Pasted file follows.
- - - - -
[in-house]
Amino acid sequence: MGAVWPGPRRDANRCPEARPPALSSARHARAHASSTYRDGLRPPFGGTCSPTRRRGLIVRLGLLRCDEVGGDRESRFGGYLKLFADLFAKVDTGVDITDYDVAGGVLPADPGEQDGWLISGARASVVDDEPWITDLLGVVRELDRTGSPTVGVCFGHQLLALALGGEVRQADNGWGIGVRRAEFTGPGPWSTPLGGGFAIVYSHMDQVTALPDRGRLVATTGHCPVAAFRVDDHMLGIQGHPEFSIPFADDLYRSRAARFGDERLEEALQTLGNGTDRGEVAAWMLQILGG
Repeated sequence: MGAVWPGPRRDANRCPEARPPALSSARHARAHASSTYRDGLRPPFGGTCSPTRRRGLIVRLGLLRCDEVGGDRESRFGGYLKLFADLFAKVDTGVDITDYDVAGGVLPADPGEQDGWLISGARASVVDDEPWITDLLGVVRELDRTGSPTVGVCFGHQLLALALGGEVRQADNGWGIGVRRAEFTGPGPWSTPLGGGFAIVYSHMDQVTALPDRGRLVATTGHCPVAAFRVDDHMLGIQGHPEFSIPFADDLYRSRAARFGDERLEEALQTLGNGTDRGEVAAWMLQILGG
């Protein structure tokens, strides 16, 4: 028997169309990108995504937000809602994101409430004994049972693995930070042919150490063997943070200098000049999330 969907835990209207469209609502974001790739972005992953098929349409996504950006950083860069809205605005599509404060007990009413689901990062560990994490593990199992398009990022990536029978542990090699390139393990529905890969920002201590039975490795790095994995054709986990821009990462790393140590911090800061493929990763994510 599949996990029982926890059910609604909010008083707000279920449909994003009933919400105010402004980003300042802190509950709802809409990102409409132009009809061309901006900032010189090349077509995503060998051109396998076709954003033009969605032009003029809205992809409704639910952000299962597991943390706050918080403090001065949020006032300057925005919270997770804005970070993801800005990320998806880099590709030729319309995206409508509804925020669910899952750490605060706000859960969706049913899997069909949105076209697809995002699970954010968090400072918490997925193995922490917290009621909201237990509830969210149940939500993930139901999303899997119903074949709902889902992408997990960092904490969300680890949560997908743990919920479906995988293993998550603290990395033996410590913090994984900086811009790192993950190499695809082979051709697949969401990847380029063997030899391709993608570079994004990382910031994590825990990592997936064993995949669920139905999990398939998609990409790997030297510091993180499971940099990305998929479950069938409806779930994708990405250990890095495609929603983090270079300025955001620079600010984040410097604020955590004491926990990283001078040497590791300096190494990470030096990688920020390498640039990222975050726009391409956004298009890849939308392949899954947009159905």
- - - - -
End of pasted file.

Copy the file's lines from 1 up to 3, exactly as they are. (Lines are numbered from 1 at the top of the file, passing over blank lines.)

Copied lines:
[in-house]
Amino acid sequence: MGAVWPGPRRDANRCPEARPPALSSARHARAHASSTYRDGLRPPFGGTCSPTRRRGLIVRLGLLRCDEVGGDRESRFGGYLKLFADLFAKVDTGVDITDYDVAGGVLPADPGEQDGWLISGARASVVDDEPWITDLLGVVRELDRTGSPTVGVCFGHQLLALALGGEVRQADNGWGIGVRRAEFTGPGPWSTPLGGGFAIVYSHMDQVTALPDRGRLVATTGHCPVAAFRVDDHMLGIQGHPEFSIPFADDLYRSRAARFGDERLEEALQTLGNGTDRGEVAAWMLQILGG
Repeated sequence: MGAVWPGPRRDANRCPEARPPALSSARHARAHASSTYRDGLRPPFGGTCSPTRRRGLIVRLGLLRCDEVGGDRESRFGGYLKLFADLFAKVDTGVDITDYDVAGGVLPADPGEQDGWLISGARASVVDDEPWITDLLGVVRELDRTGSPTVGVCFGHQLLALALGGEVRQADNGWGIGVRRAEFTGPGPWSTPLGGGFAIVYSHMDQVTALPDRGRLVATTGHCPVAAFRVDDHMLGIQGHPEFSIPFADDLYRSRAARFGDERLEEALQTLGNGTDRGEVAAWMLQILGG